Alongside the RDEISE logo (a circle of hands all holding each other by the wrist), and against a blue background, text reads: “From the RDEISE glossary: Systemic racism: Racism that is enforced in a society through its policies, institutional practices, cultural representations, and deliberately unequal balances of power.”
 Systemic racism as defined in the Racism as a Public Health Crisis RDEISE glossary.

Contributions during the Civil War

Dr. Augusta's involvement in the Union Army began when he journeyed to Washington, D.C., and expressed his eagerness to serve as a surgeon in letters to President Abraham Lincoln and Secretary of War Edwin Stanton. Initially facing rejection due to prevailing racism, Augusta persisted and traveled back to Washington to plead his case. The board reconsidered, and Dr. Augusta successfully passed the exam on April 14, 1863. This achievement led to Augusta receiving a major's commission as a surgeon, marking him as the first African American to hold such a position for African-American troops. 

“My position as an officer of the United States entitles me to wear the insignia of my office, and if I am either afraid or ashamed to wear them, anywhere, I am not fit to hold my commission.” —Dr. Alexander Augusta

Simultaneously, he was appointed as the first Black hospital administrator in U.S. history while serving in the army. His leadership extended to his appointment to lead the Freedman's Hospital in Washington, D.C., in 1863. Augusta's distinguished military service concluded in 1866 when he left the army at the rank of brevet lieutenant colonel, marking him as the highest-ranking African-American officer at the time.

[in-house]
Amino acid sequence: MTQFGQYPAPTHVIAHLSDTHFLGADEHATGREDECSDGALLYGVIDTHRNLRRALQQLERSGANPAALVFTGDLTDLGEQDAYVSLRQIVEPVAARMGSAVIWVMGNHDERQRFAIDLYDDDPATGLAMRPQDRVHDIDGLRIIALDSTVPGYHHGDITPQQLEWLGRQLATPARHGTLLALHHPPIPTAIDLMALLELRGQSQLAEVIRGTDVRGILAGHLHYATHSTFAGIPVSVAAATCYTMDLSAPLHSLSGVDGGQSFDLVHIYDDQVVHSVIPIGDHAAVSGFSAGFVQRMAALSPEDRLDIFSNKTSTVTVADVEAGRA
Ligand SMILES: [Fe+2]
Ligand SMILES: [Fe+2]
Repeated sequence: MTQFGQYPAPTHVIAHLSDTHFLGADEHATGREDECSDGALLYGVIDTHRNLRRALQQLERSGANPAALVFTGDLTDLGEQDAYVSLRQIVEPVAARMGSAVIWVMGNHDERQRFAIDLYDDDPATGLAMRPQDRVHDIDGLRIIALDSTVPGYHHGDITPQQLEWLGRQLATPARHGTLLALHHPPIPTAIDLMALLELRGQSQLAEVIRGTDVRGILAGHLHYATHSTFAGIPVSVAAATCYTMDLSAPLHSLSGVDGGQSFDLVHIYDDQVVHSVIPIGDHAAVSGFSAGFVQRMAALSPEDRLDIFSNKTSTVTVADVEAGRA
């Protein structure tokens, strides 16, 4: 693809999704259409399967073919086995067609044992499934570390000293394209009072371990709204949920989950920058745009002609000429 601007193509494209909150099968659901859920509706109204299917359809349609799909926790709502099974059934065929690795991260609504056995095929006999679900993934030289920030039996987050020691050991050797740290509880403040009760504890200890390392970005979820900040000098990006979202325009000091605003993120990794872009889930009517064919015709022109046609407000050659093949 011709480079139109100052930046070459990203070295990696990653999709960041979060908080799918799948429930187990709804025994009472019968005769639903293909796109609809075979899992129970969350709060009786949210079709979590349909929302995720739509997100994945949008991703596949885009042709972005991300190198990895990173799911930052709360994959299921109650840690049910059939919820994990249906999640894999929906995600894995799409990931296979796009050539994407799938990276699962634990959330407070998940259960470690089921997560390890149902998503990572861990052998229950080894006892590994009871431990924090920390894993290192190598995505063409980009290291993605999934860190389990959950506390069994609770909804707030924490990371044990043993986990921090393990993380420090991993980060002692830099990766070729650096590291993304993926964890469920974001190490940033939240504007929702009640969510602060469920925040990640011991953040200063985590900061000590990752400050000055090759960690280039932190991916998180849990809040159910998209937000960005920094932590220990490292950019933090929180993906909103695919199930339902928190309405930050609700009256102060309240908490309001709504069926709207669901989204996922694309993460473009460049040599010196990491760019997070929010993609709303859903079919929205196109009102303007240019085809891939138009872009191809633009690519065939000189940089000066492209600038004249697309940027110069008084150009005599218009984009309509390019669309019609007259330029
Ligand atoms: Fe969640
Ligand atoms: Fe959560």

During his life, Dr. Augusta’s activism extended further than his military service and his contributions to ensuring that he and future generations of Black people could excel in the field of medicine. Other than supporting local anti-slavery action during his time in Toronto, he was a staunch advocate against discrimination targeting African Americans in the transportation sector. 

His advocacy efforts included writing influential letters addressing racial bias on Washington, D.C. streetcars, leading to legislative considerations. Dr. Augusta also protested unequal treatment of African-American train passengers, foreshadowing a landmark legal case. Furthermore, his testimony before the U.S. Congressional Committee highlighted instances of racial discrimination, contributing to the broader effort to challenge and rectify systemic injustice.

 A black and white photograph of eight men (including Dr. Alexander Augusta). Dr. Augusta is the only person of color in the group, the rest are white. All of the men are dressed formally and have serious facial expressions.
Faculty of Howard University, Medical Department, 1869–1870. Dr. Augusta is on the far left.

Contributions to education of Black Americans     

During his time living and practicing medicine in Toronto, Dr. Augusta founded the Provincial Association for the Education and Elevation of the Coloured People of Canada, a society that contributed books and various educational materials to support the academic needs of African American children. He was also appointed as the director of an industrial school by the City of Toronto.

Through his multifaceted contributions, Dr. Augusta played a pivotal role in advocating for equal rights, combating discrimination against African Americans, and fighting to keep the United States whole.

Learn more in the infographic “Black Health-Care Heroes of the Civil War” from the RDEISE pathway “Racism and the History of Science”.

Sources and further reading

Written by
LabXchange RDEISE team